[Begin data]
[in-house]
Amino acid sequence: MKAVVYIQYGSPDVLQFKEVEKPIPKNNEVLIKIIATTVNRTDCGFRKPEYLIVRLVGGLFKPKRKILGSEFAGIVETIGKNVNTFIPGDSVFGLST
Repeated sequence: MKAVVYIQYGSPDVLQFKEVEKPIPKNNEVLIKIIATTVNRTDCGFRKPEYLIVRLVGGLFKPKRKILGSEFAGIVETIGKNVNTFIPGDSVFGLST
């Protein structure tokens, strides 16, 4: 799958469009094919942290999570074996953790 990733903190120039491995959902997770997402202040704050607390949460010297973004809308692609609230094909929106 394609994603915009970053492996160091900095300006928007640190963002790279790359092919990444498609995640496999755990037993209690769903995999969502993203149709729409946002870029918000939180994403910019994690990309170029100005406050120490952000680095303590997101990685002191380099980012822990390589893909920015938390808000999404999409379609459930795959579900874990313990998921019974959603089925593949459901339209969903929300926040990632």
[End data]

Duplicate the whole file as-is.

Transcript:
[in-house]
Amino acid sequence: MKAVVYIQYGSPDVLQFKEVEKPIPKNNEVLIKIIATTVNRTDCGFRKPEYLIVRLVGGLFKPKRKILGSEFAGIVETIGKNVNTFIPGDSVFGLST
Repeated sequence: MKAVVYIQYGSPDVLQFKEVEKPIPKNNEVLIKIIATTVNRTDCGFRKPEYLIVRLVGGLFKPKRKILGSEFAGIVETIGKNVNTFIPGDSVFGLST
């Protein structure tokens, strides 16, 4: 799958469009094919942290999570074996953790 990733903190120039491995959902997770997402202040704050607390949460010297973004809308692609609230094909929106 394609994603915009970053492996160091900095300006928007640190963002790279790359092919990444498609995640496999755990037993209690769903995999969502993203149709729409946002870029918000939180994403910019994690990309170029100005406050120490952000680095303590997101990685002191380099980012822990390589893909920015938390808000999404999409379609459930795959579900874990313990998921019974959603089925593949459901339209969903929300926040990632």